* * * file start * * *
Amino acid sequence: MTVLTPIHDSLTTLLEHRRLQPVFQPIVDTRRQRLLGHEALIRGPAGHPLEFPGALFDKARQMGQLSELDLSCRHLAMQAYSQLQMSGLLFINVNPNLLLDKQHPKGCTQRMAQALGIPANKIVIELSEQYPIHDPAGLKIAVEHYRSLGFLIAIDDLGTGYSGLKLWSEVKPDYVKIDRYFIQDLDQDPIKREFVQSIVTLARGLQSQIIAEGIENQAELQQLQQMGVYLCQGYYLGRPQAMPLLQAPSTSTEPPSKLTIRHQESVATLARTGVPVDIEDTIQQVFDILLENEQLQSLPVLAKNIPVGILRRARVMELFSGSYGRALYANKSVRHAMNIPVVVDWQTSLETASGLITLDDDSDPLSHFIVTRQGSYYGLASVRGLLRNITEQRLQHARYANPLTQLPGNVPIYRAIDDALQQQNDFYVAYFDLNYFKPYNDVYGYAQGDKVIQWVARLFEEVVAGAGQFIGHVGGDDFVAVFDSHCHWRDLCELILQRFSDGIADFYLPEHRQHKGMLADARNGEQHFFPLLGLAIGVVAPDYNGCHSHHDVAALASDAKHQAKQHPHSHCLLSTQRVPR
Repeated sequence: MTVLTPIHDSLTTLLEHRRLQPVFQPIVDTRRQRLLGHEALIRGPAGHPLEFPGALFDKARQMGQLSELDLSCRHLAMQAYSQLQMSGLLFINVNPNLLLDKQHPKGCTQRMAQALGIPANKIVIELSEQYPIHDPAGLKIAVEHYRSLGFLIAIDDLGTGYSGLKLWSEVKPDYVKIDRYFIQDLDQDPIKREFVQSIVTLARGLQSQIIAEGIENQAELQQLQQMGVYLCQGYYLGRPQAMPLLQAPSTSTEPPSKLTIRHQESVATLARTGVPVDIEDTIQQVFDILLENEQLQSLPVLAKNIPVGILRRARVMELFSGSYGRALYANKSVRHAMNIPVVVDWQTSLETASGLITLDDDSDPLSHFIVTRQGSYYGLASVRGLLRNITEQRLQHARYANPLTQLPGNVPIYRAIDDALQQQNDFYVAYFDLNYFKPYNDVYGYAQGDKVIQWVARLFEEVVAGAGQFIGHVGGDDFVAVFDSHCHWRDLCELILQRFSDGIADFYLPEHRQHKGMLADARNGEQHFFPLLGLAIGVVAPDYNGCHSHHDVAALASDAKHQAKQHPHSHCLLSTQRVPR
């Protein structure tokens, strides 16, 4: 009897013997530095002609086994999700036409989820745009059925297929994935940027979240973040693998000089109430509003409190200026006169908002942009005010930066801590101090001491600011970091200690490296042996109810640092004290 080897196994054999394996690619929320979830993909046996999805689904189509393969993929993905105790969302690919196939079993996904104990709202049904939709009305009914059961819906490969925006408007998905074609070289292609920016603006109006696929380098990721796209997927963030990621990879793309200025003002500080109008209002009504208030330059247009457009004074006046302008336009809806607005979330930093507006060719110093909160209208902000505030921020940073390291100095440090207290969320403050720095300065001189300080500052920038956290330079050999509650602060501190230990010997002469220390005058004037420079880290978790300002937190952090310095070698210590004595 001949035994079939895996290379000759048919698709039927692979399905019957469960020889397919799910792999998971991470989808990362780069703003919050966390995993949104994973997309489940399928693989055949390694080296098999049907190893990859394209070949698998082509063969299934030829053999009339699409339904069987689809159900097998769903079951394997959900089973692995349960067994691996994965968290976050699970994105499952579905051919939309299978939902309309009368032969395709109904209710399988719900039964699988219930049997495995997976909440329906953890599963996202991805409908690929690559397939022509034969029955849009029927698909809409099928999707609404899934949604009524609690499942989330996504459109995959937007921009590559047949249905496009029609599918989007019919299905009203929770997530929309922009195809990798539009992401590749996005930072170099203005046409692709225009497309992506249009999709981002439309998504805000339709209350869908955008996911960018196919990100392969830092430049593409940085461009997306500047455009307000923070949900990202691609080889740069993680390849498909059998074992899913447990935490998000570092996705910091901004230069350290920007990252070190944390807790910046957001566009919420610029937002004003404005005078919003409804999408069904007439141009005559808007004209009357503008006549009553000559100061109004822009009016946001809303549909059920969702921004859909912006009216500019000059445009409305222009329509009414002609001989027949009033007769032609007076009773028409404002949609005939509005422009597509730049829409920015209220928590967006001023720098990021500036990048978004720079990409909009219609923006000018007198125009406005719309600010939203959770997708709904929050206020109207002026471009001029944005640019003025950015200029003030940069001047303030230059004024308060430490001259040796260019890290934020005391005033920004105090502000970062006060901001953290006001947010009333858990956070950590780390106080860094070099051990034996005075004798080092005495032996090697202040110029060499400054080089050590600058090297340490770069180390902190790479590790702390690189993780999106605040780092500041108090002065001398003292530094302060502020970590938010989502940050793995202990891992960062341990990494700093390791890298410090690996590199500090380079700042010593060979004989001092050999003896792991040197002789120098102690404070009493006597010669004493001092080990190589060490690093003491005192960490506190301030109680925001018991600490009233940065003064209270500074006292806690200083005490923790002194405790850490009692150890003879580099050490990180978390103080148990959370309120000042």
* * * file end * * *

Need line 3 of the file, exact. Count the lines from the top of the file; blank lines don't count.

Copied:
């Protein structure tokens, strides 16, 4: 009897013997530095002609086994999700036409989820745009059925297929994935940027979240973040693998000089109430509003409190200026006169908002942009005010930066801590101090001491600011970091200690490296042996109810640092004290 080897196994054999394996690619929320979830993909046996999805689904189509393969993929993905105790969302690919196939079993996904104990709202049904939709009305009914059961819906490969925006408007998905074609070289292609920016603006109006696929380098990721796209997927963030990621990879793309200025003002500080109008209002009504208030330059247009457009004074006046302008336009809806607005979330930093507006060719110093909160209208902000505030921020940073390291100095440090207290969320403050720095300065001189300080500052920038956290330079050999509650602060501190230990010997002469220390005058004037420079880290978790300002937190952090310095070698210590004595 001949035994079939895996290379000759048919698709039927692979399905019957469960020889397919799910792999998971991470989808990362780069703003919050966390995993949104994973997309489940399928693989055949390694080296098999049907190893990859394209070949698998082509063969299934030829053999009339699409339904069987689809159900097998769903079951394997959900089973692995349960067994691996994965968290976050699970994105499952579905051919939309299978939902309309009368032969395709109904209710399988719900039964699988219930049997495995997976909440329906953890599963996202991805409908690929690559397939022509034969029955849009029927698909809409099928999707609404899934949604009524609690499942989330996504459109995959937007921009590559047949249905496009029609599918989007019919299905009203929770997530929309922009195809990798539009992401590749996005930072170099203005046409692709225009497309992506249009999709981002439309998504805000339709209350869908955008996911960018196919990100392969830092430049593409940085461009997306500047455009307000923070949900990202691609080889740069993680390849498909059998074992899913447990935490998000570092996705910091901004230069350290920007990252070190944390807790910046957001566009919420610029937002004003404005005078919003409804999408069904007439141009005559808007004209009357503008006549009553000559100061109004822009009016946001809303549909059920969702921004859909912006009216500019000059445009409305222009329509009414002609001989027949009033007769032609007076009773028409404002949609005939509005422009597509730049829409920015209220928590967006001023720098990021500036990048978004720079990409909009219609923006000018007198125009406005719309600010939203959770997708709904929050206020109207002026471009001029944005640019003025950015200029003030940069001047303030230059004024308060430490001259040796260019890290934020005391005033920004105090502000970062006060901001953290006001947010009333858990956070950590780390106080860094070099051990034996005075004798080092005495032996090697202040110029060499400054080089050590600058090297340490770069180390902190790479590790702390690189993780999106605040780092500041108090002065001398003292530094302060502020970590938010989502940050793995202990891992960062341990990494700093390791890298410090690996590199500090380079700042010593060979004989001092050999003896792991040197002789120098102690404070009493006597010669004493001092080990190589060490690093003491005192960490506190301030109680925001018991600490009233940065003064209270500074006292806690200083005490923790002194405790850490009692150890003879580099050490990180978390103080148990959370309120000042």